Founder of Color, AJ Davis, fashions a Revolutionary First Collection that Embodies the Perfect Fusion of Bold, Boxy Design and Space Age Urban Chic.
Tokyo, Japan -- (ReleaseWire) -- 07/10/2018 --Trendsetter, designer, seamster, and now founder of cutting-edge fashion brand EMMA JEAN, Alphonso J. Davis Jr., has unveiled his first ever collection of men and women's clothing. The brand – which was named after an important and inspirational person to AJ, his mother – is set to shake up the fashion industry with its avant-garde designs.
Davis's radical pieces promise to revive the fashion of the swinging sixties; bringing the cultural decade back into the limelight and reimagining it with an infusion of space-age style and urban chic. His designs are also heavily influenced by Japan; Tokyo's dramatic cityscape at night, its largest red-light district, Kabukicho, and Japanese street fashions Kireime Kei and Mode.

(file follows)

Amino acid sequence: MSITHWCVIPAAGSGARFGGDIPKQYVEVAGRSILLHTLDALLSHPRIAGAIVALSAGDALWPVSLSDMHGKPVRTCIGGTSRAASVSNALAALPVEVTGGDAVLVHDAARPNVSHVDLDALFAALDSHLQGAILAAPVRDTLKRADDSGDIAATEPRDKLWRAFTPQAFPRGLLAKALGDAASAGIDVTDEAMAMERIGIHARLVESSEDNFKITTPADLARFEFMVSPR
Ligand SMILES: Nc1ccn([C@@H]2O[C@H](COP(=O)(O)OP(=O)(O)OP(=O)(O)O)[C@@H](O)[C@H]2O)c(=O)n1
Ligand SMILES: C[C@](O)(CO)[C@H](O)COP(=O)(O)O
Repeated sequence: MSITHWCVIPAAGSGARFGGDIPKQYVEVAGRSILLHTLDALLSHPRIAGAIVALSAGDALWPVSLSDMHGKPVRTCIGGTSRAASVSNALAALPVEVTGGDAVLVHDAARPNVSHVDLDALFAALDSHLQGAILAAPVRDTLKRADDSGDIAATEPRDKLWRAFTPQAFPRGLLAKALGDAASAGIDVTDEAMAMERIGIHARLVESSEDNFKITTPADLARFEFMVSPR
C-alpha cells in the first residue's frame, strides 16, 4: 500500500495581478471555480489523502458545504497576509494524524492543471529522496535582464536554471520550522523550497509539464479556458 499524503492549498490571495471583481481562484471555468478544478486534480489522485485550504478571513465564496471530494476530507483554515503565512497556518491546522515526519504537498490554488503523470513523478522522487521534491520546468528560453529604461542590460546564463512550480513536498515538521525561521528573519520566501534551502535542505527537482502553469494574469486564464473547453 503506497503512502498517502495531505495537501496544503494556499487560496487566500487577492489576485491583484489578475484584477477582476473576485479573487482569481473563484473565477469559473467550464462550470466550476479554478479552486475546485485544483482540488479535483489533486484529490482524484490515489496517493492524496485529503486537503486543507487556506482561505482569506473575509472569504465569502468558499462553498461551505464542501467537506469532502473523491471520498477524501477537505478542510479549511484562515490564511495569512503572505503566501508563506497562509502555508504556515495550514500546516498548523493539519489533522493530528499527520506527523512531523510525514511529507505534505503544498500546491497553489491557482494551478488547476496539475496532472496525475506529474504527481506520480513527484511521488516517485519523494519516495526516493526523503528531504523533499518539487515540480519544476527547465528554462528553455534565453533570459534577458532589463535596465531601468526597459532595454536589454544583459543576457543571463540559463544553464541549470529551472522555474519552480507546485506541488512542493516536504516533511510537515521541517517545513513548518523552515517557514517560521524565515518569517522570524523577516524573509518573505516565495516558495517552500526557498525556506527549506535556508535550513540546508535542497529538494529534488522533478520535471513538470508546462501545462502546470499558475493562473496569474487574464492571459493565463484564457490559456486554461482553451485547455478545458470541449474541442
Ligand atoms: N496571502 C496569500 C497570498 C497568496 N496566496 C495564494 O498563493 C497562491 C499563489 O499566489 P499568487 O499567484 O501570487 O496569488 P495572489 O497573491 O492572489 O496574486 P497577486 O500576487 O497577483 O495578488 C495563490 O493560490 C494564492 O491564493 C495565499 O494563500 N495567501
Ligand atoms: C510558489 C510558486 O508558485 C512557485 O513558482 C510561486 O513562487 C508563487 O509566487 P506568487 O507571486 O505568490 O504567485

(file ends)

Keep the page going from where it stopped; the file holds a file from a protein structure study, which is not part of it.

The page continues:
Every piece of Davis's collection invokes a sense of quality, luxury, and comfort and effortlessly oozes sensuality. His revolutionary designs also encourage men and women to 'fashion like they mean it'.
"EMMA JEAN was born from the idea that great design isn't simply a recognized logo; it's about a visible distinction in style and the caliber of design."
About EMMA JEAN Apparel
EMMA Jean is the creation of AJ Davis, a young black American fashion designer and seamster based in Tokyo, Japan. Galvanized by his mother – who is also an inspiring seamstress – Davis fashioned his first clothing collection in February, 2018 and is now asking for backing for his Indiegogo crowdfunding campaign to bring his state-of-the-art designs to life. The $10,000 Davis is asking for will primarily be used for manufacturing the garments, and hang tags and packaging for the fashion brand.
With the success of his campaign, Davis hopes to make his mother proud. He also hopes to be able to provide jobs and opportunities for other people of color.
"Aside from making mom proud, another important goal for me is to become successful not just for myself but also for others. I want to be able to create substantial opportunities for other people of color and diversify the landscape of the fashion world. I want to make the concept of diversity in fashion so normal that the term is basically obsolete."